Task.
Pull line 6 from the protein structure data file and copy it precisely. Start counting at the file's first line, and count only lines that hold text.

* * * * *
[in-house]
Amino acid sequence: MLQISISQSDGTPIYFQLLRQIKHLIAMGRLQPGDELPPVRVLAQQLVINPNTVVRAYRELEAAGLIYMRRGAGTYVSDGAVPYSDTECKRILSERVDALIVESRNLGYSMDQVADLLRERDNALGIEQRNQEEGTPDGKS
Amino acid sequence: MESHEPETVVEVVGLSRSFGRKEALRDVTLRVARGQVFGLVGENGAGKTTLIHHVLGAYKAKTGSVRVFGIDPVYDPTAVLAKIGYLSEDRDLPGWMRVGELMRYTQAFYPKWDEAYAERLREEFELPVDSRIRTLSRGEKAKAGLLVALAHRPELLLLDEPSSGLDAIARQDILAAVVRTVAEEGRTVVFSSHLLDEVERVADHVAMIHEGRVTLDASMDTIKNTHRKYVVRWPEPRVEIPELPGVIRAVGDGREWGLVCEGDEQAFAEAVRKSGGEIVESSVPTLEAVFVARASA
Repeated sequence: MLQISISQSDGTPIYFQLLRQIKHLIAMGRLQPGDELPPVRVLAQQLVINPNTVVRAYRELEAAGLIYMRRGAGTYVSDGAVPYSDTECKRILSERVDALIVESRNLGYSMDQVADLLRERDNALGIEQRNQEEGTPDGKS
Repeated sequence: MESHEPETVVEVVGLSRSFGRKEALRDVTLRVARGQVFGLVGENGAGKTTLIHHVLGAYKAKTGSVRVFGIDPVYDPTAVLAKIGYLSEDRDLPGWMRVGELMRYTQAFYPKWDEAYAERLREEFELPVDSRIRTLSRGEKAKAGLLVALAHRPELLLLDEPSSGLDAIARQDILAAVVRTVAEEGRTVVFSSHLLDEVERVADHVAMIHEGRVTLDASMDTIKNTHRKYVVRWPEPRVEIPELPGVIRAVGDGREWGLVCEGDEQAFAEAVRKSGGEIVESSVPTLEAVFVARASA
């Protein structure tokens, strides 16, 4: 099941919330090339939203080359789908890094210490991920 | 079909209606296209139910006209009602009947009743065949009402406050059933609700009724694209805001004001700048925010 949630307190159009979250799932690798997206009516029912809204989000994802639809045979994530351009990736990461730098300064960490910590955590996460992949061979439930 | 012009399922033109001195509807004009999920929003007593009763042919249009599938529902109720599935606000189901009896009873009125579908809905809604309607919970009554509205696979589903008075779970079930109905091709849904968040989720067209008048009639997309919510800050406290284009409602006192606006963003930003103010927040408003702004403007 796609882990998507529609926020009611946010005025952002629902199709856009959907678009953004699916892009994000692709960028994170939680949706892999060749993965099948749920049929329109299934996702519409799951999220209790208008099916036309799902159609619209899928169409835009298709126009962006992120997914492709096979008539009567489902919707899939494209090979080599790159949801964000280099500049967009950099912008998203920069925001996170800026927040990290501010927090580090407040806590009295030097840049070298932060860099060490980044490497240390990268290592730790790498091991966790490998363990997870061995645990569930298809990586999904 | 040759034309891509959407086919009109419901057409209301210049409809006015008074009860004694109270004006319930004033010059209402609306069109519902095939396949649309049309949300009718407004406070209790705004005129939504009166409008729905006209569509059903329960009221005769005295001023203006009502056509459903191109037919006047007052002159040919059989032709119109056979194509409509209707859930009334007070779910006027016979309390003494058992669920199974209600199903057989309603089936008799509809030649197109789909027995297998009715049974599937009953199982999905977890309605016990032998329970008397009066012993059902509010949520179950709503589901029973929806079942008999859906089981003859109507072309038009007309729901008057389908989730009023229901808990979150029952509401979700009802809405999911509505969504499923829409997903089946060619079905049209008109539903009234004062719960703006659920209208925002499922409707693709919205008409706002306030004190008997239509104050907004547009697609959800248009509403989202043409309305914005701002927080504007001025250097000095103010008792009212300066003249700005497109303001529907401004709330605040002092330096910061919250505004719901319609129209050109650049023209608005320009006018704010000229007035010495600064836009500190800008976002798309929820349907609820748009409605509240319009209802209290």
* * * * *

């Protein structure tokens, strides 16, 4: 099941919330090339939203080359789908890094210490991920 | 079909209606296209139910006209009602009947009743065949009402406050059933609700009724694209805001004001700048925010 949630307190159009979250799932690798997206009516029912809204989000994802639809045979994530351009990736990461730098300064960490910590955590996460992949061979439930 | 012009399922033109001195509807004009999920929003007593009763042919249009599938529902109720599935606000189901009896009873009125579908809905809604309607919970009554509205696979589903008075779970079930109905091709849904968040989720067209008048009639997309919510800050406290284009409602006192606006963003930003103010927040408003702004403007 796609882990998507529609926020009611946010005025952002629902199709856009959907678009953004699916892009994000692709960028994170939680949706892999060749993965099948749920049929329109299934996702519409799951999220209790208008099916036309799902159609619209899928169409835009298709126009962006992120997914492709096979008539009567489902919707899939494209090979080599790159949801964000280099500049967009950099912008998203920069925001996170800026927040990290501010927090580090407040806590009295030097840049070298932060860099060490980044490497240390990268290592730790790498091991966790490998363990997870061995645990569930298809990586999904 | 040759034309891509959407086919009109419901057409209301210049409809006015008074009860004694109270004006319930004033010059209402609306069109519902095939396949649309049309949300009718407004406070209790705004005129939504009166409008729905006209569509059903329960009221005769005295001023203006009502056509459903191109037919006047007052002159040919059989032709119109056979194509409509209707859930009334007070779910006027016979309390003494058992669920199974209600199903057989309603089936008799509809030649197109789909027995297998009715049974599937009953199982999905977890309605016990032998329970008397009066012993059902509010949520179950709503589901029973929806079942008999859906089981003859109507072309038009007309729901008057389908989730009023229901808990979150029952509401979700009802809405999911509505969504499923829409997903089946060619079905049209008109539903009234004062719960703006659920209208925002499922409707693709919205008409706002306030004190008997239509104050907004547009697609959800248009509403989202043409309305914005701002927080504007001025250097000095103010008792009212300066003249700005497109303001529907401004709330605040002092330096910061919250505004719901319609129209050109650049023209608005320009006018704010000229007035010495600064836009500190800008976002798309929820349907609820748009409605509240319009209802209290």